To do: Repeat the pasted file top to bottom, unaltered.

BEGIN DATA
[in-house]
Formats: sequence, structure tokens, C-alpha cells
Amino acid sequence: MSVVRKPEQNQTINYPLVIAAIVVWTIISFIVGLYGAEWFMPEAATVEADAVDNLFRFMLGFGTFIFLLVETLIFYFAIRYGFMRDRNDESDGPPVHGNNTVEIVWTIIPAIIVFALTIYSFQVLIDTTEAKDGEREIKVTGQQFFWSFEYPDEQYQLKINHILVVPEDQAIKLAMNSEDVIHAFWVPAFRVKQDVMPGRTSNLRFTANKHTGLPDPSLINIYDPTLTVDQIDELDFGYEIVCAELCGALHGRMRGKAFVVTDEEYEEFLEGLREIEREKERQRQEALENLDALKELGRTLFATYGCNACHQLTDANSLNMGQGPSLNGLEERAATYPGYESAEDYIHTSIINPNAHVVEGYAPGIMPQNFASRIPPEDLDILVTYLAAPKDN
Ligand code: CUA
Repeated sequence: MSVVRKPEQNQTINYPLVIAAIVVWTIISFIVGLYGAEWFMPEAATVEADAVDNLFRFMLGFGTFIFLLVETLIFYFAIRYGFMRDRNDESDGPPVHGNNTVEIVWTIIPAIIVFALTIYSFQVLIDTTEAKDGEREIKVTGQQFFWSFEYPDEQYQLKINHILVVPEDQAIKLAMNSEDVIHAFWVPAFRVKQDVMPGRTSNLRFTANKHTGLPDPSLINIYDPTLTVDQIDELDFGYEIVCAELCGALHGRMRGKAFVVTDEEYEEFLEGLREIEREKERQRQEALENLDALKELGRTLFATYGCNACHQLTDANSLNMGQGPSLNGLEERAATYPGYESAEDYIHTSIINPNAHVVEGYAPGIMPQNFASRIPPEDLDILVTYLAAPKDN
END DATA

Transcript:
[in-house]
Formats: sequence, structure tokens, C-alpha cells
Amino acid sequence: MSVVRKPEQNQTINYPLVIAAIVVWTIISFIVGLYGAEWFMPEAATVEADAVDNLFRFMLGFGTFIFLLVETLIFYFAIRYGFMRDRNDESDGPPVHGNNTVEIVWTIIPAIIVFALTIYSFQVLIDTTEAKDGEREIKVTGQQFFWSFEYPDEQYQLKINHILVVPEDQAIKLAMNSEDVIHAFWVPAFRVKQDVMPGRTSNLRFTANKHTGLPDPSLINIYDPTLTVDQIDELDFGYEIVCAELCGALHGRMRGKAFVVTDEEYEEFLEGLREIEREKERQRQEALENLDALKELGRTLFATYGCNACHQLTDANSLNMGQGPSLNGLEERAATYPGYESAEDYIHTSIINPNAHVVEGYAPGIMPQNFASRIPPEDLDILVTYLAAPKDN
Ligand code: CUA
Repeated sequence: MSVVRKPEQNQTINYPLVIAAIVVWTIISFIVGLYGAEWFMPEAATVEADAVDNLFRFMLGFGTFIFLLVETLIFYFAIRYGFMRDRNDESDGPPVHGNNTVEIVWTIIPAIIVFALTIYSFQVLIDTTEAKDGEREIKVTGQQFFWSFEYPDEQYQLKINHILVVPEDQAIKLAMNSEDVIHAFWVPAFRVKQDVMPGRTSNLRFTANKHTGLPDPSLINIYDPTLTVDQIDELDFGYEIVCAELCGALHGRMRGKAFVVTDEEYEEFLEGLREIEREKERQRQEALENLDALKELGRTLFATYGCNACHQLTDANSLNMGQGPSLNGLEERAATYPGYESAEDYIHTSIINPNAHVVEGYAPGIMPQNFASRIPPEDLDILVTYLAAPKDN